Slickly Entertaining "Jigsaw" Fumbles Finale

James Wan and Leigh Whannell’s 2004 film “Saw” may have birthed a franchise, but it was Darren Lynn Bousman’s “Saw II” that lent the series its trademark temporal trickery. Audiences kept coming back every October for seven years not for the geysers of gore, but the hilariously head-spinning timelines, the preposterous twists, and the intractable pull of a long dead serial killer. John Kramer aka Jigsaw (Tobin Bell) perished at the end of “Saw III” – an imaginative horror pic tarnished by extreme violence done exclusively to women and minorities – but kept up his twisted brand of vigilantism from beyond the grave via protégés for a further four films.

Seven years after series nadir “Saw 3D: The Final Chapter,” Jigsaw is back again with Tobin Bell firmly in tow. Bell’s work in “Jigsaw” is uncredited but it would be disingenuous to pretend the now 75-year-old actor doesn’t figure heavily into the film. He is, naturally, the star attraction.

The writing team of Pete Goldfinger and Josh Stolberg set off the pic’s big Jigsaw trap right out of the gate, one that immediately sends local law enforcement into a mad scramble. As detectives Halloran (Callum Keith Rennie) and Hunt (Clé Bennett) helpfully point out, Jigsaw has been dead for ten years. And yet, bodies are being dumped methodically with taunting notes attached, a new batch of the killer’s famous instructional tapes have been matched to Kramer’s voice, and his blood even appears under the fingernails of a victim.

The trangressors playing this round of the antagonist’s wicked Fincher-meets-Hasbro game are a predictably uncharismatic bunch (only Paul Braunstein’s Ryan makes an impact), a far cry from the central group of character actors that elevated both “Saw V” and “Saw VI.” But directors Michael and Peter Spierig seem in the know about their movie’s shortcomings. They keep things moving at a cheetah’s pace throughout, cutting between Jigsaw’s game and the world at large with ferocity, obviously delighting in a refreshingly modern visual aesthetic that the series never previously enjoyed.

A subplot involving two enigmatic forensic pathologists named Logan Nelson (Matthew Passmore) and Eleanor Bonneville (Hannah Emily Anderson) ends up a shockingly fun bit of nonsense, one of them generating understandable suspicion when it turns out that he or she is a Jigsaw superfan. Meanwhile, Jigsaw’s game keeps ramping up, promising another in a series-long line of breathtakingly silly reveals.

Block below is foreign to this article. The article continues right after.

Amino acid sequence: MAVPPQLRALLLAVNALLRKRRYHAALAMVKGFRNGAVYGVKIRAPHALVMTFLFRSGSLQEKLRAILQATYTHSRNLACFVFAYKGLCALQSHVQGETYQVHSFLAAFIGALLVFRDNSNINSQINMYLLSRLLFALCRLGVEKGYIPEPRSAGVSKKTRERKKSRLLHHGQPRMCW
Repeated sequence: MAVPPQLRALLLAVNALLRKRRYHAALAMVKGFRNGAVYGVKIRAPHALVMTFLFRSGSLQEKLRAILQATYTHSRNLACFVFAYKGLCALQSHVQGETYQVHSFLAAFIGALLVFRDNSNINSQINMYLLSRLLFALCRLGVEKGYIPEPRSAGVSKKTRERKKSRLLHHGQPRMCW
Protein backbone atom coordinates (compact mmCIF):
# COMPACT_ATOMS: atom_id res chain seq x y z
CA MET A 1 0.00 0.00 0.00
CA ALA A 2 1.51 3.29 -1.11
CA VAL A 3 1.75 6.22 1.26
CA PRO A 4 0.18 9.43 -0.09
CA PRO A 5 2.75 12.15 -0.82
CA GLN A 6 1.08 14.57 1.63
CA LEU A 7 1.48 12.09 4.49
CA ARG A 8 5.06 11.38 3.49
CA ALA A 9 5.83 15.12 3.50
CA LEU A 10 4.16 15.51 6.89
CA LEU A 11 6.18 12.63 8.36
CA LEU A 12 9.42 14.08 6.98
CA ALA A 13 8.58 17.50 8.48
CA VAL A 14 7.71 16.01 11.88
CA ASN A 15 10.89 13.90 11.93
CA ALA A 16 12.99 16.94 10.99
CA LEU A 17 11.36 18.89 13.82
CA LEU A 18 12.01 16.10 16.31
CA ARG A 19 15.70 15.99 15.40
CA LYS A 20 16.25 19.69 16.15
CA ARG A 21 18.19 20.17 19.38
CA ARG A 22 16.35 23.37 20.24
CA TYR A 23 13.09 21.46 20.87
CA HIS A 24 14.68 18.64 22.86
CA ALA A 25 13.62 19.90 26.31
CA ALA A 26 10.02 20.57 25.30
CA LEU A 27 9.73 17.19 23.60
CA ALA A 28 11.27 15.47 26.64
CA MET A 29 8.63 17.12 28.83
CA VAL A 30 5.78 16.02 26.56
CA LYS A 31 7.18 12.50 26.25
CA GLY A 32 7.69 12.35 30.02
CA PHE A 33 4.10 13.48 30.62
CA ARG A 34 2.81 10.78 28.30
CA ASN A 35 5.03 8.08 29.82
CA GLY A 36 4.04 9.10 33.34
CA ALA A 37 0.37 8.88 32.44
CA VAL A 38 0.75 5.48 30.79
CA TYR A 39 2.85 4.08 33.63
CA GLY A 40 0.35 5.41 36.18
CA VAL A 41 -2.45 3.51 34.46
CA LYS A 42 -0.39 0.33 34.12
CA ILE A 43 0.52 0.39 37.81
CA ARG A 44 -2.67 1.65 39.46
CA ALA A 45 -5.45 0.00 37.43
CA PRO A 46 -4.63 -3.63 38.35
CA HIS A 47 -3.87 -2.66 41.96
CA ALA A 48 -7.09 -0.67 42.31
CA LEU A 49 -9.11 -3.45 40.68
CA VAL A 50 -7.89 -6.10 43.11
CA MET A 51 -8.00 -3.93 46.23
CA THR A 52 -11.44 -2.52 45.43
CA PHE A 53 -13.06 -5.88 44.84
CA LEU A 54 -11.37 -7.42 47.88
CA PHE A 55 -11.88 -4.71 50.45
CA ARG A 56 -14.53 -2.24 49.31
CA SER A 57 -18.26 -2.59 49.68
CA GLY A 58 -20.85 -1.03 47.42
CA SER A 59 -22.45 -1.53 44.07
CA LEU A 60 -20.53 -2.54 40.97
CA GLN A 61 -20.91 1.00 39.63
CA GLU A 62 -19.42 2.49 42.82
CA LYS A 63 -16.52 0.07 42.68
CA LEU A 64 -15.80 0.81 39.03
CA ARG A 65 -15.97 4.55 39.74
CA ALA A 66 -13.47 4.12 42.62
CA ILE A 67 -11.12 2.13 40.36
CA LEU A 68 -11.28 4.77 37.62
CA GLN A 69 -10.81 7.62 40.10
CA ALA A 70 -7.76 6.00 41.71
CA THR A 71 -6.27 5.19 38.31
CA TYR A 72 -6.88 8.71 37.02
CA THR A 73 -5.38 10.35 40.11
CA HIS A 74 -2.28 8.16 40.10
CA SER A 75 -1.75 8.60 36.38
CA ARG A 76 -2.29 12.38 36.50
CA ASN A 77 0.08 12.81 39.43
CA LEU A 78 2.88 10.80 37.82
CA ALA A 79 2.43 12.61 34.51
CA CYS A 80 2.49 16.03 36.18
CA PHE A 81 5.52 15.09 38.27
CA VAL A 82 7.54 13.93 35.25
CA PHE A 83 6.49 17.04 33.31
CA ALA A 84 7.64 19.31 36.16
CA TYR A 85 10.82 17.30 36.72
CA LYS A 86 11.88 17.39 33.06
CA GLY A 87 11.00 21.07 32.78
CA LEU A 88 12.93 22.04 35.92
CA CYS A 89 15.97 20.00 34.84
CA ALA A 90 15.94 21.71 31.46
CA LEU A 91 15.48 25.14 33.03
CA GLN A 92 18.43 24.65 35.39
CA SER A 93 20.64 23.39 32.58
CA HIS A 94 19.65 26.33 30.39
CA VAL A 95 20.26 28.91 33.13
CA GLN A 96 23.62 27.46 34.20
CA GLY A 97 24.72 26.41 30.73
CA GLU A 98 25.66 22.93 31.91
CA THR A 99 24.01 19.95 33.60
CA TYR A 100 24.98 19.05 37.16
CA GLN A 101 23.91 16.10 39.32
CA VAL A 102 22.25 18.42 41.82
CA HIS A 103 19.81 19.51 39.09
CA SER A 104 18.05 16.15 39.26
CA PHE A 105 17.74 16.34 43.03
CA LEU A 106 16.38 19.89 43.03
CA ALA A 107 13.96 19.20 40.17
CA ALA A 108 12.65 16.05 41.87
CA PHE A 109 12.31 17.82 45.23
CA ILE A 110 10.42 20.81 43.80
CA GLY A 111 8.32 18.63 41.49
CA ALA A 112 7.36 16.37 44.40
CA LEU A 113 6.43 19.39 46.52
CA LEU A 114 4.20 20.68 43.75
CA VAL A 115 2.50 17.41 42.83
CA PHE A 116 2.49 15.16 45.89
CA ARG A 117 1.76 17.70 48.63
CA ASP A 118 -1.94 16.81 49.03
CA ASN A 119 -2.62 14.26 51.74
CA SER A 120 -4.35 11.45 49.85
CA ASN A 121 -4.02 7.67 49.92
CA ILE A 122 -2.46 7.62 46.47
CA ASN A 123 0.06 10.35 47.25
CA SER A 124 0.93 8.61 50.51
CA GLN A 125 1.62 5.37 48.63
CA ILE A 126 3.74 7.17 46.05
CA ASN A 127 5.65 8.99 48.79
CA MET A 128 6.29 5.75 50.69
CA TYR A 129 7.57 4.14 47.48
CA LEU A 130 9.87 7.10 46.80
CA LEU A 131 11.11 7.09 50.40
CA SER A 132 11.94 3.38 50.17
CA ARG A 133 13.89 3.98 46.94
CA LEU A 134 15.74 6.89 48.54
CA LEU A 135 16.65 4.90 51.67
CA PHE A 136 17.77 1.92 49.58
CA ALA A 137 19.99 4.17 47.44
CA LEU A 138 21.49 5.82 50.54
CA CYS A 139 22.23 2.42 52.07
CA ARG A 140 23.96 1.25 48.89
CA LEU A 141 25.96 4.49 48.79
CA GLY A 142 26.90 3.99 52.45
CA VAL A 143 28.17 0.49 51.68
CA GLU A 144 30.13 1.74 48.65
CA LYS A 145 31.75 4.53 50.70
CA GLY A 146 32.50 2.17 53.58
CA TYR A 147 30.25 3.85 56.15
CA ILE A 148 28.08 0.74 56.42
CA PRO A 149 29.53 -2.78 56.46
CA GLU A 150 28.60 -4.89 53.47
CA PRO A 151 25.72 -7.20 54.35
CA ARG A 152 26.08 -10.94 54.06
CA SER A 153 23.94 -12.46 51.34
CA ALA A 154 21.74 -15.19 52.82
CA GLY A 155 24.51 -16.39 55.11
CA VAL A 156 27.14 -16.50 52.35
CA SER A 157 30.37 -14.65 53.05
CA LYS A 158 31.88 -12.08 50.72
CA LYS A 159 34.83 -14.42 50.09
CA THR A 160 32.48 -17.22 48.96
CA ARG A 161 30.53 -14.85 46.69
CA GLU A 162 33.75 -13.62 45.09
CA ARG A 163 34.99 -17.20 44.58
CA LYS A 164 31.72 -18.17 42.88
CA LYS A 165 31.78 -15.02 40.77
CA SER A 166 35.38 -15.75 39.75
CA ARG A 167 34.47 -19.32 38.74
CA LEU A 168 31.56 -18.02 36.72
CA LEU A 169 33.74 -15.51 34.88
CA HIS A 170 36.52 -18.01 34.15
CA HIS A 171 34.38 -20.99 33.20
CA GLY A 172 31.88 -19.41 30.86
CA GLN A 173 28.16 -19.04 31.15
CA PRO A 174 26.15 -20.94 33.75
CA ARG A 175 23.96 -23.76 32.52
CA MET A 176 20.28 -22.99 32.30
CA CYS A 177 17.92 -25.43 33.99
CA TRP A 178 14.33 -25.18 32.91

This is where the film falters; where it’s likely to lose a large chunk of its target audience. Unlike in previous sequels wherein the twists remained loyal to a certain internal logic, “Jigsaw” is the first to actually hinge on fooling viewers. It’s lying to us, and then lying about lying to us, all in service of a garish left turn that’s as unnecessary as it is unsatisfying. Whether Kramer is somehow alive or not, it’s obvious for the entirety of the film that he’s found himself yet another protégé. When that person is finally unveiled, it comes in a flop sweat, tasteless and guileless.

Considering that Lionsgate had seven years to refocus their flagship horror franchise, the whole of “Jigsaw” is puzzlingly undercooked. For over an hour it mostly seizes the opportunity to pivot out of torture porn and into thriller territory – of the previous seven films, only the original was remotely scary – but faceplants in the homestretch, passing the baton from Bell to a performer unequivocally light years less charismatic.

Bell could certainly return in future sequels, but the chance to reclaim the series for its biggest asset is wasted here. All the laser cutter collars in the world are no match for John Kramer, the one and only Jigsaw.

-J. Olson

Rating: ★★ 1/2 out of ★★★★★ (Mediocre)

Release Date: October 27, 2017
Studio: Lionsgate
Directors: Peter Spierig, Michael Spierig
Screenwriters: Pete Goldberg, Josh Stolberg
Starring: Callum Keith Rennie, Clé Bennett, Matt Passmore, Hannah Emily Anderson, Laura Vandervoort, Mandela Van Peebles, Paul Braunstein
MPAA Rating: R (for sequences of grisly bloody violence and torture, and for language)